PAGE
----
After the top tension models were introduced in 1937, only one conventional Mastertone remained in production–style 3 underwent some slight changes, its price was lowered from $100 to $75, and it was rechristened style 75.
RB-75 #F906-2 (see Gibson banjo serial numbers vs. factory order numbers) was shipped from the Gibson factory on February 10, 1941. It features a one-piece flange, a high-profile twenty-hole flathead tone ring, nickel-plated hardware (with the exception of chrome-plated hooks and nuts and a gold-plated tailpiece bracket), Presto tailpiece, and mahogany resonator veneer with two concentric rings of white/black/white purfling on the back. The catalog specifications for style 75 included a matching mahogany neck, but this example features a straight-grain maple neck. A number of different inlay patterns are seen on style 75 banjos; the rosewood fingerboard of this banjo is inlaid with a somewhat simplified version of the “leaves and bows” pattern that had been used on style 3 since the early 1930s; the double-cut peghead features the “diamonds and squares” inlay pattern used on style 3 banjos of the 1920s. This inlay combination was adopted by Gibson for use on the RB-250 beginning in the early 1970s, although on that model the fingerboard was ebony and the peghead was fiddle-shaped.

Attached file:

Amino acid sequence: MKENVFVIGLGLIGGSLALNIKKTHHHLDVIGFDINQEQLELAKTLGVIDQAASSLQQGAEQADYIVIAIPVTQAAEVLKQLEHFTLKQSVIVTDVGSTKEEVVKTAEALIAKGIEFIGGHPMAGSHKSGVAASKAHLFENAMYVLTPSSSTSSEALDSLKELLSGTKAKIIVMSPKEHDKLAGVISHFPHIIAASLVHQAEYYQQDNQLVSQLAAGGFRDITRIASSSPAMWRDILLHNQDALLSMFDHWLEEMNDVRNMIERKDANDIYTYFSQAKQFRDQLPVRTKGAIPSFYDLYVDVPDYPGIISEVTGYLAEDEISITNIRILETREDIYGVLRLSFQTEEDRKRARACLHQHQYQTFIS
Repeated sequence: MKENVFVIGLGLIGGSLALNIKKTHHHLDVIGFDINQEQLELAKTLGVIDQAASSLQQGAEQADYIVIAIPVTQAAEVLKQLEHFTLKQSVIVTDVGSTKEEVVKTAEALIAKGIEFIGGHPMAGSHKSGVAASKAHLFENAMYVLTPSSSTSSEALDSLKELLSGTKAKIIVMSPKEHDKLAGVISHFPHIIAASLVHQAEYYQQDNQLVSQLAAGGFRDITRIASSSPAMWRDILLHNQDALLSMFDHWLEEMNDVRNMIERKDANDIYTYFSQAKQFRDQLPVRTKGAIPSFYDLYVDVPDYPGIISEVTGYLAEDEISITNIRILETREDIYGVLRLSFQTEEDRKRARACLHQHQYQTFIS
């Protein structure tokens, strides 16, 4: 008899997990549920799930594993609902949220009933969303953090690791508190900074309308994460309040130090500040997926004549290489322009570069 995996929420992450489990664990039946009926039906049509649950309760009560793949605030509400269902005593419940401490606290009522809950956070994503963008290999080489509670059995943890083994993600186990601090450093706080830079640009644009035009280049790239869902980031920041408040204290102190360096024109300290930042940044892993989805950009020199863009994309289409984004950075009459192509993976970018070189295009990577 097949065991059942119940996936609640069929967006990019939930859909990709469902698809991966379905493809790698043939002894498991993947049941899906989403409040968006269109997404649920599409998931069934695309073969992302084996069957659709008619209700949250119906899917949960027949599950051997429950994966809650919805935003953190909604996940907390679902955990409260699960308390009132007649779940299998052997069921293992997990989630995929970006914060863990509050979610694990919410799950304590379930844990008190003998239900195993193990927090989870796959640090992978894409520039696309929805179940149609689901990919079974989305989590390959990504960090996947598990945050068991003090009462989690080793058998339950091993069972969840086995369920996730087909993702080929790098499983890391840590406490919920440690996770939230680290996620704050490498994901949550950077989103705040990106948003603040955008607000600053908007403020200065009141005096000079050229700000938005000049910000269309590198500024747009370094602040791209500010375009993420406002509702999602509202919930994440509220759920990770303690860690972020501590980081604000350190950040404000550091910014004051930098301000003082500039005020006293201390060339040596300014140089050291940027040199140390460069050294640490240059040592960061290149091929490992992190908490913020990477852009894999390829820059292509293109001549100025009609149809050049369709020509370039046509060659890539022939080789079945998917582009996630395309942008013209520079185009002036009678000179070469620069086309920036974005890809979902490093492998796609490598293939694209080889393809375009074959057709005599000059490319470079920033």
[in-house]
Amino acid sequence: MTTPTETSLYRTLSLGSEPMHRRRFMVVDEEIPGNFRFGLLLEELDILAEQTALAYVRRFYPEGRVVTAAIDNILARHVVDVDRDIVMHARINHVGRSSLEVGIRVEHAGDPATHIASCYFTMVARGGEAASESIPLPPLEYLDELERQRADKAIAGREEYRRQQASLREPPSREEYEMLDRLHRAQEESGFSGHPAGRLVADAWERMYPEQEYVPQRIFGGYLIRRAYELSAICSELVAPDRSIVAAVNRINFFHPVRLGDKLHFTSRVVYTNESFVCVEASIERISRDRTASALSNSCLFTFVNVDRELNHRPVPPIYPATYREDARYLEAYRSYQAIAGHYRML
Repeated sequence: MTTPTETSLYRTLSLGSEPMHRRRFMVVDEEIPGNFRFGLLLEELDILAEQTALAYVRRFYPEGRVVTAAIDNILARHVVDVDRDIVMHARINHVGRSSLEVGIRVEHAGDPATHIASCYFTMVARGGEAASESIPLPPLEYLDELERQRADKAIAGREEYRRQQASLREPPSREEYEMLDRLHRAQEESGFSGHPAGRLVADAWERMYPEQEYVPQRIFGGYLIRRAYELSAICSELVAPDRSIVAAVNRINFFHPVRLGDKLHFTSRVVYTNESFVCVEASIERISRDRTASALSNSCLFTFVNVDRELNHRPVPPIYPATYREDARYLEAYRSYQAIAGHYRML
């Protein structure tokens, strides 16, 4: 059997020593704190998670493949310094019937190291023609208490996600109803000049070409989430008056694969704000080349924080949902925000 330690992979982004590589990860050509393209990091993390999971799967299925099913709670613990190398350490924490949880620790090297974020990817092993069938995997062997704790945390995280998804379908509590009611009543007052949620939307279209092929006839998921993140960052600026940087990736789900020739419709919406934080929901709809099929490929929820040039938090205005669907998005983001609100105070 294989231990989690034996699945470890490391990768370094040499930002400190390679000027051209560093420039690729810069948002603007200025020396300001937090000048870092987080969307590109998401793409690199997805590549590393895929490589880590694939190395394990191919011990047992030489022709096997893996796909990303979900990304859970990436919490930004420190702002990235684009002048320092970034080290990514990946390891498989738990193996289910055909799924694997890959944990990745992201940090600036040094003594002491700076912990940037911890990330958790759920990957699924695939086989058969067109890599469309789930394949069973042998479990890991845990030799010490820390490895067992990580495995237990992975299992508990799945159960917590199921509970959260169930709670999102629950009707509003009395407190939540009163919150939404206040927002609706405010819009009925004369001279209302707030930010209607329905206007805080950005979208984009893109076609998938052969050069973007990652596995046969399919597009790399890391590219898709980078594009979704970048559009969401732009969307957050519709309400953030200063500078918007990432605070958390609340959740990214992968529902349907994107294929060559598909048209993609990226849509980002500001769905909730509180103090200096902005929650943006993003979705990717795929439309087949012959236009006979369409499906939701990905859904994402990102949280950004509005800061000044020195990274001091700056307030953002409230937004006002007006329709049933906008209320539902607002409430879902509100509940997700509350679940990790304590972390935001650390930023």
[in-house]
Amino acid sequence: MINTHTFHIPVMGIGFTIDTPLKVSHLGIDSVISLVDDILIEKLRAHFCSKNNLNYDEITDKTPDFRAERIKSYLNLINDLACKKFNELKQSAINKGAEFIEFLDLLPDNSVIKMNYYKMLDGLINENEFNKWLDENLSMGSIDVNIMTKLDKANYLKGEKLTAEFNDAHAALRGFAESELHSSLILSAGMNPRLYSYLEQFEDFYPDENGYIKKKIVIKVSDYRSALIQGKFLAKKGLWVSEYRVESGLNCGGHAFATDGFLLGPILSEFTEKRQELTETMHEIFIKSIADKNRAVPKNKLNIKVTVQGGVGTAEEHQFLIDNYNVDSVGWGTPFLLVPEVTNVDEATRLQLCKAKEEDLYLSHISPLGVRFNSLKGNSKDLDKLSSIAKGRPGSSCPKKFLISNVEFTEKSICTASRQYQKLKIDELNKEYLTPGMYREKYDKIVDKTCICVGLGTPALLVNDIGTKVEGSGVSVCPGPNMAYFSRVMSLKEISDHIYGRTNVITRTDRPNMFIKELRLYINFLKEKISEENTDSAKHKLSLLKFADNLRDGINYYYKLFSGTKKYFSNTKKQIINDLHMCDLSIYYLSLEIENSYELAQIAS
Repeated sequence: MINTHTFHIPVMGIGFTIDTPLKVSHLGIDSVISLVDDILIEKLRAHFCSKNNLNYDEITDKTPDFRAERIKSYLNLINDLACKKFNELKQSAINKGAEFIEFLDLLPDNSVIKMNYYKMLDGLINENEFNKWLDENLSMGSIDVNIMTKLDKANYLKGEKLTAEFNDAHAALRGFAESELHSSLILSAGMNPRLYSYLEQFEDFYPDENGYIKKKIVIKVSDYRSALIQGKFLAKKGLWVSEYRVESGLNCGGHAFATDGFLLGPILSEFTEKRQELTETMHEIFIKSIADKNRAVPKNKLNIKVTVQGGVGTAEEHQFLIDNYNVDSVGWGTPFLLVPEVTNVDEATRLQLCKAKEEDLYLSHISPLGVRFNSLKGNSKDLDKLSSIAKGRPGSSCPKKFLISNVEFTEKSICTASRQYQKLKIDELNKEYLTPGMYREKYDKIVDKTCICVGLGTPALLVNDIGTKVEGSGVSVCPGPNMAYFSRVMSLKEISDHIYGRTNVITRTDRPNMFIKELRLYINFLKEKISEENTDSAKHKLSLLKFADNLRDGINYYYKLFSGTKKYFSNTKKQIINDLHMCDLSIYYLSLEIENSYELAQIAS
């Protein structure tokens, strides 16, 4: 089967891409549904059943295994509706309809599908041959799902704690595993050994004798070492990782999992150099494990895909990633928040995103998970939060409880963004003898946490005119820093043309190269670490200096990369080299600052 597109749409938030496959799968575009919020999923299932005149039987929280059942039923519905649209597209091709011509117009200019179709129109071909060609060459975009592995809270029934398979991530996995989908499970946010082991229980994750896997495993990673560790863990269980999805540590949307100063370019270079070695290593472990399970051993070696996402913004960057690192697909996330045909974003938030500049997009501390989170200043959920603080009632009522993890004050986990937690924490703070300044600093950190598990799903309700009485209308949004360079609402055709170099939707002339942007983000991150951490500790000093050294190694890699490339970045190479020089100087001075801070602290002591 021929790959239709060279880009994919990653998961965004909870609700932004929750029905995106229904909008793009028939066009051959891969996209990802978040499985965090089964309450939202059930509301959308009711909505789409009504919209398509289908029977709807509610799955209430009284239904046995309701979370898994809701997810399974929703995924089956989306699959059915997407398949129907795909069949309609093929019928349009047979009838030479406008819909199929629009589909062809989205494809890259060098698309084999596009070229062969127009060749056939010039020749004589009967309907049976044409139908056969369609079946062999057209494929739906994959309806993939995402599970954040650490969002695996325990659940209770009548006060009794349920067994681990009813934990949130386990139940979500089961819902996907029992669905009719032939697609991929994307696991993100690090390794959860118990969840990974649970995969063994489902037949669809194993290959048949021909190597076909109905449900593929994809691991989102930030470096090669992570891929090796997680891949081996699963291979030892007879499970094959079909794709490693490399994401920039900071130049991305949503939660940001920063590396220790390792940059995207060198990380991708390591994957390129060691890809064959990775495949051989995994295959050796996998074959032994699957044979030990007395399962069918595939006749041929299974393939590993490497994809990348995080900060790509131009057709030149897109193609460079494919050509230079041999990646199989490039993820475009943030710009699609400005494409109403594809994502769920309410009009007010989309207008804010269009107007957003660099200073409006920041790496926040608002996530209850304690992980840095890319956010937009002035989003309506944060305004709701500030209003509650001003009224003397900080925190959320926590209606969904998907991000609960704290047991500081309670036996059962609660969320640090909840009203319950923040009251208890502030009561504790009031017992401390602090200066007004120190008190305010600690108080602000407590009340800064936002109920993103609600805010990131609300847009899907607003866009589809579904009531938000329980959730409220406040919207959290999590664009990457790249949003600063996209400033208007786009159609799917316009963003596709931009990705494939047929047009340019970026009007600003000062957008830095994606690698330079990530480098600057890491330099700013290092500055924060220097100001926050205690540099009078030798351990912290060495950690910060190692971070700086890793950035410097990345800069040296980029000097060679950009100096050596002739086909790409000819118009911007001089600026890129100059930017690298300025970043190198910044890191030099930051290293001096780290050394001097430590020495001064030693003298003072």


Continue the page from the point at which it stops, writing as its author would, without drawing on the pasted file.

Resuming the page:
The banjo is housed in its original red-line hardshell case. The tuners are the original Klusons with Catalin buttons and the original friction fifth-string peg is intact.
This banjo was owned and played for many years by Davis Brown, originally of Yadkinville, North Carolina. Mr. Brown’s son Tom tells us, “. . . both my dad and granddad played in a band called ‘The Blue Ridge Mountaineers’. They originated out of North Carolina but moved to the Iowa area years ago and continued to play here and all over the U.S. It was my Dad’s great dream to some day play on the Grand Ole Opry stage. He came as close as playing with one of the stars once but that’s as close as he got. He later, in his 40’s, became a born-again believer and became a minister.” In the fourth photograph above, Davis Brown is the second man from the right with the banjo and the fiddle. The other vintage photos show Mr. Brown and his grandfather Tal (the man with the banjo in the first photo and who also owned RB-4 #11101A-13) with different band configurations, although unfortunately the RB-75 is not among the banjos pictured. Tom Brown is shown with #F906-2 in the last photograph.
Photos courtesy of Tom Brown.